Japan's Nikkei 225 Stock Average fell Thursday amid report of cut in Spain's credit rating and disappointing data from the U.S.

The Nikkei declined 0.69 percent or 59.33 points to 8528.51 and the Topix index fell 0.48 percent or 3.47 points to 722.97. Meanwhile, consumer electronics companies, which were facing a declining trend in the last few sessions, were able to make some gains with stocks of Sharp Corp, Sony Corp and Panasonic Corp rising 1 percent, 1.2 percent and 1.5 percent respectively.

Investor sentiments were negative as Moody's Investors Service slashed the credit rating of Spain to Baa3 down from A3. The Spanish economy's continued weakness makes the government's weakening financial strength and its increased vulnerability to a sudden stop in funding a much more serious concern than would be the case if there was a reasonable expectation of vigorous economic growth within the next few years, Moody's said in a statement.

Investors were also concerned since a report released Wednesday by the European Union said that industrial production in the euro area declined 0.8 percent in April compared to the previous month. The worry is that this is an indication that the euro zone's narrow escape from recession in the first quarter is unlikely to last very long.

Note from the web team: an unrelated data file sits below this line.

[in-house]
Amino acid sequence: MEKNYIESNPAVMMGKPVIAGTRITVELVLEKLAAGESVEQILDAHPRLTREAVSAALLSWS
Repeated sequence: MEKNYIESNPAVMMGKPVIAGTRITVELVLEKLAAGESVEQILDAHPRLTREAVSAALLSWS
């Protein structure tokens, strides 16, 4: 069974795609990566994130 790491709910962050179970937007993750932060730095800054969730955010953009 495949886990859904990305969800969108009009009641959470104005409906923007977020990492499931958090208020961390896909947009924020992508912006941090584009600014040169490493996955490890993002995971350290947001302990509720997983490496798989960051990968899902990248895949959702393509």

The confidence of the market players was also dragged down following weak economic data from the U.S. as the retail sales fell 0.2 percent in May. Investors worry that the stalling in the U.S. retail sales growth in May suggests that the economic recovery has come to a complete halt.

Investors feel that the intensifying crisis in the euro zone, coupled with signs that the U.S. economic recovery, is faltering has increased the need for the Fed to announce more monetary stimulus urgently. Fed Chairman Ben Bernanke underlined last week that the Fed remained prepared to take action as needed to protect the U.S. financial system in the event that financial stresses escalated.